Katie Alice Greer embraces duality whenever she can. With the release of her debut solo album, Barbarism (out now via FourFour Records), the former Priests vocalist sets her sweet-sounding voice against a backdrop of jarring noise, from gunshots to distorted samples. Created during the pandemic, Greer used both the thrill and the horrifying nature of being alone as a springboard to follow all of her strangest impulses.
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In an interview with AP, Greer delves into the cathartic creation of Barbarism, leaning away from dance music and following the weird sounds in her head.
You’ve released some music on your own before, but how do you think you’ve grown since your last solo release?
Well, I think in the past, when I was releasing stuff under just my initials, it was a lot of my musical impulses and creative ideas that just didn’t fit in my main project at the time, which was my band. This release was the first time I was making a concerted effort to make this my main project, if that makes sense. So it probably shifted the sensibilities of what I was putting into it. I think that the circumstances under which I was making this music also changed a lot. Just writing and recording it at home in a different state during the pandemic.
And how would you say the process of making this album was different from those you made when you were in Priests?
It’s just so opposite. I kept joking with people during the process of making this album that now that I had moved out across the country and then the pandemic hit, and it felt so different after being in a band so long. When you’re constantly on tour, you don’t really have a lot of your own space. I think in a collaborative, creative project, you can feel that way, too. Everything becomes about the shared project together, and I think there were times where maybe I lost touch with just my own sense of boundaries, both what I was capable of and what I needed to be making my own work about.
So when I was making this record, I found myself constantly being like, “Wow, I’m all alone” and sometimes saying it in an excited way. Like, “Wow, so much space to really dig into all my weird impulses and just follow whatever feels interesting to me musically in the moment”. Then at other times, it was like, “Oh, my God, this is horrifying. If I get stuck on a song or if I’m feeling like I have writer’s block, there’s nobody else I’m working with to bounce ideas off of to get some creative element of the project unstuck.”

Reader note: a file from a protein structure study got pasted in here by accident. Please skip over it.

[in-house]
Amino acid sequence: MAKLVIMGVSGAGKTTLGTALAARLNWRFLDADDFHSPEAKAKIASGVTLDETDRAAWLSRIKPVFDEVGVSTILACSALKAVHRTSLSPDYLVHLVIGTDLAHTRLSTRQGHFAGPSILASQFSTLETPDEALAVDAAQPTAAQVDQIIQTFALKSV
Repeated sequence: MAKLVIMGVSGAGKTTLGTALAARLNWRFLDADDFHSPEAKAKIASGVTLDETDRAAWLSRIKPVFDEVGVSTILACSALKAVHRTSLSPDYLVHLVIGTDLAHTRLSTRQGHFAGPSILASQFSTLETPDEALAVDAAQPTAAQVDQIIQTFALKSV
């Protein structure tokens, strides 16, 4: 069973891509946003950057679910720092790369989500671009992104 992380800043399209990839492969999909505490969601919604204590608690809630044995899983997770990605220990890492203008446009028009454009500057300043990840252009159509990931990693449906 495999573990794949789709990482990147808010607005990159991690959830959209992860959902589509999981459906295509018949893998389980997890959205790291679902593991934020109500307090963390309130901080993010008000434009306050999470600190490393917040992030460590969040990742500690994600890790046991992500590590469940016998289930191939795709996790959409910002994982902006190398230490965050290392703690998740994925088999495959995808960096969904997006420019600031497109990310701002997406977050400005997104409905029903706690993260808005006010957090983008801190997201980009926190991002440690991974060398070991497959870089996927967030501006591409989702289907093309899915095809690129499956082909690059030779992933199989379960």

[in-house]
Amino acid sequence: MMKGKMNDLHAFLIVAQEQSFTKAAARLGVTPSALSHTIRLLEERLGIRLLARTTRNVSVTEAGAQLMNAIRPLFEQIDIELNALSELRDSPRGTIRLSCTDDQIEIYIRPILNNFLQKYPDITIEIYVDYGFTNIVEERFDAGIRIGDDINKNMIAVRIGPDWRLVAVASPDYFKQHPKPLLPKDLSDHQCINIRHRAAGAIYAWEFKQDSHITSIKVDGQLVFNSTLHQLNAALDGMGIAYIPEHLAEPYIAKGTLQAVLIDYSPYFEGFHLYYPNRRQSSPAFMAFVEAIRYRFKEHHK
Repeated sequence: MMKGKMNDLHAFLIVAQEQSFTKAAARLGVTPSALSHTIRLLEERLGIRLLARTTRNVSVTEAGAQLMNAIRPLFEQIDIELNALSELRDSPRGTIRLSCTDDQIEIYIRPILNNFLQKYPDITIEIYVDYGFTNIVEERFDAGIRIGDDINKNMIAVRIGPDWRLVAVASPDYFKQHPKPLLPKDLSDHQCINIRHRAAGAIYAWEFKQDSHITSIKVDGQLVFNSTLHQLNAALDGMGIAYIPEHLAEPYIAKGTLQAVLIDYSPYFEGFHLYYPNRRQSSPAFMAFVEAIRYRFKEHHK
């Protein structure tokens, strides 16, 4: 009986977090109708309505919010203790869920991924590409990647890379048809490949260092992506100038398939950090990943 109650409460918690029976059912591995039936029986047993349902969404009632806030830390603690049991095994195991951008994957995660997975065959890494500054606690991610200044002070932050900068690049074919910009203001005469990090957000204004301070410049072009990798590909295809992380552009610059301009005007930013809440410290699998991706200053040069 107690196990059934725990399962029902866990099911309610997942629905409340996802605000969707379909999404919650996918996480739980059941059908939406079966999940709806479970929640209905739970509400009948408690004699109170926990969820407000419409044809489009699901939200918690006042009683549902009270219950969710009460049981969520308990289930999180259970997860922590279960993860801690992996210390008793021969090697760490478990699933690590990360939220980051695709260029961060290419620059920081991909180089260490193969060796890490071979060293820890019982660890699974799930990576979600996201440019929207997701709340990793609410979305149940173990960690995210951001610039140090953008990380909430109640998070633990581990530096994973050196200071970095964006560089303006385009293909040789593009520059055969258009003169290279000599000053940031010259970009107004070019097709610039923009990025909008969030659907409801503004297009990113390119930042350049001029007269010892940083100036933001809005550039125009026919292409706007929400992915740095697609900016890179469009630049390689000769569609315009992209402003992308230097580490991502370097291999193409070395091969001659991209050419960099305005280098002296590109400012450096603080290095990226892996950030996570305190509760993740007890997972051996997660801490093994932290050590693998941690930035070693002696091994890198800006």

Do you think the negative elements might’ve been helpful in that you had to push yourself through those moments of creative stagnation?
Totally. I have a friend who produces a lot of records for a living, and he’s always said he feels like he works with people the best when they have recorded themselves a lot of times, and they really have a strong sense of how they like to sound, how they don’t like to sound and where another person becomes helpful to them. I feel like that must be really true now because I know what my problem areas are. I know where I really like to collaborate with somebody else and bring their sensibility in. And it’s probably because I spent a long time on this record, and I definitely didn’t abandon ship in periods when it seemed too difficult to finish. I just followed it all the way through, and I feel like I learned so much in the process.
So how would you describe your sound, and how do you think it’s changed over time?
God, I’ve always been so bad at describing my own work. I should really get better at this. I just don’t really think in terms of genre when I’m writing stuff, which I know probably sounds so pretentious and insufferable, but I always feel like genre is the way that music is marketed once it’s finished or organized in a record collection. It just doesn’t make sense to my brain when I’m writing it. I guess if I was describing it to somebody who knew nothing about what I was doing, I would say it’s a little bit electronic with sound collage elements, a little bit rock ‘n’ roll or pop. I feel like releases I’ve done in the past have been, maybe in my mind, coming more from dance music references, whereas I feel like this record, I wasn’t really drawing on those sensibilities quite as much.